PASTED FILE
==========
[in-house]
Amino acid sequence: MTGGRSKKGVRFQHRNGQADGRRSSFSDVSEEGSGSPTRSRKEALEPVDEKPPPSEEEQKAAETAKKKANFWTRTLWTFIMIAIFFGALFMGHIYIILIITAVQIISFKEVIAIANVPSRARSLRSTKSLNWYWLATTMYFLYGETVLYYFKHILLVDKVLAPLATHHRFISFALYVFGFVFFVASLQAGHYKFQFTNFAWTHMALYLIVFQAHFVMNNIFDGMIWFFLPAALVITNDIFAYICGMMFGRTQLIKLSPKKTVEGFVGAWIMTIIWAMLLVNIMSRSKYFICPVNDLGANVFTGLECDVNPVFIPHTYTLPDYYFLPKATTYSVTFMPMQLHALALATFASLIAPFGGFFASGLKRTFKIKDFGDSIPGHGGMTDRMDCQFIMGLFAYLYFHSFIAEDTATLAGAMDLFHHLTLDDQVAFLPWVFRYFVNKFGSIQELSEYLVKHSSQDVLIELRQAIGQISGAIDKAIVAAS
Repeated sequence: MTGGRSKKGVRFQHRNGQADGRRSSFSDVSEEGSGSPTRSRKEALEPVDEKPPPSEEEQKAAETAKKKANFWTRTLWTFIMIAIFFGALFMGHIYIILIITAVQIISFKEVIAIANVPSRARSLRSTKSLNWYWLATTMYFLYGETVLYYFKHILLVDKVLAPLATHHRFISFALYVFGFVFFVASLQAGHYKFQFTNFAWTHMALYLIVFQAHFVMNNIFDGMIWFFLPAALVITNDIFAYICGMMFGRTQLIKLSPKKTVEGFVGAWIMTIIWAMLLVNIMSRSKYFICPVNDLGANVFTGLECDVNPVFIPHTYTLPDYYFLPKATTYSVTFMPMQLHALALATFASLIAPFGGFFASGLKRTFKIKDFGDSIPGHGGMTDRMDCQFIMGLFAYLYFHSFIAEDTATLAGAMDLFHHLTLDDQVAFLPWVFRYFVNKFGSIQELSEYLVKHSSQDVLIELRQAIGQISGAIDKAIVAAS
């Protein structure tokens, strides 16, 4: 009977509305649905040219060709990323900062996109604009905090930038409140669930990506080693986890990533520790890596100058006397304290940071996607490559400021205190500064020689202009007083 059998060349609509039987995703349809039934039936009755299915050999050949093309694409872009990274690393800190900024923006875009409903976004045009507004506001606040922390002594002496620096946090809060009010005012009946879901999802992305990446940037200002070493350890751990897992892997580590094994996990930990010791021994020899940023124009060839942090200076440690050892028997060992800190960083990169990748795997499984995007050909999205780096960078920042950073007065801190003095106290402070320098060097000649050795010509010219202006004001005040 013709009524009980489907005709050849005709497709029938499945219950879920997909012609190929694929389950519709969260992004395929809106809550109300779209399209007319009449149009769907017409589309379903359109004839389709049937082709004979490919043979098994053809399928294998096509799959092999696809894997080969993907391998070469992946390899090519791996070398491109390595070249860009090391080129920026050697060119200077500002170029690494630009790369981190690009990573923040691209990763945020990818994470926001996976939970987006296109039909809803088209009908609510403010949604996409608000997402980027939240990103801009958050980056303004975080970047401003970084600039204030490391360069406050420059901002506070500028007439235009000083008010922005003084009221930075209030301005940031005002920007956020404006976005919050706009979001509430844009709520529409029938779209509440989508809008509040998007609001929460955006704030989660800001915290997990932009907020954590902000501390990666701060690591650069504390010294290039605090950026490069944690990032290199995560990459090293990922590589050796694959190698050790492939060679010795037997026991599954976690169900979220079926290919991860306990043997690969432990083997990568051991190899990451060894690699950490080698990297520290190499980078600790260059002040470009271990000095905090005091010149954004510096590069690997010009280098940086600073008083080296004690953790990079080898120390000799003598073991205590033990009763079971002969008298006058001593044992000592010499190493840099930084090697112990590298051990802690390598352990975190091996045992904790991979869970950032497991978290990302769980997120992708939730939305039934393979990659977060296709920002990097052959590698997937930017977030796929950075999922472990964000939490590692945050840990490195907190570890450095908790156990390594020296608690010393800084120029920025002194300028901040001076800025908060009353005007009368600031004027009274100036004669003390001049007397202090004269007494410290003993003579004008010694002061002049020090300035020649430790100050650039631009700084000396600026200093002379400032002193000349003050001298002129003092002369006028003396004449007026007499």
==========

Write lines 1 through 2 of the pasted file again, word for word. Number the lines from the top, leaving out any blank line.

[in-house]
Amino acid sequence: MTGGRSKKGVRFQHRNGQADGRRSSFSDVSEEGSGSPTRSRKEALEPVDEKPPPSEEEQKAAETAKKKANFWTRTLWTFIMIAIFFGALFMGHIYIILIITAVQIISFKEVIAIANVPSRARSLRSTKSLNWYWLATTMYFLYGETVLYYFKHILLVDKVLAPLATHHRFISFALYVFGFVFFVASLQAGHYKFQFTNFAWTHMALYLIVFQAHFVMNNIFDGMIWFFLPAALVITNDIFAYICGMMFGRTQLIKLSPKKTVEGFVGAWIMTIIWAMLLVNIMSRSKYFICPVNDLGANVFTGLECDVNPVFIPHTYTLPDYYFLPKATTYSVTFMPMQLHALALATFASLIAPFGGFFASGLKRTFKIKDFGDSIPGHGGMTDRMDCQFIMGLFAYLYFHSFIAEDTATLAGAMDLFHHLTLDDQVAFLPWVFRYFVNKFGSIQELSEYLVKHSSQDVLIELRQAIGQISGAIDKAIVAAS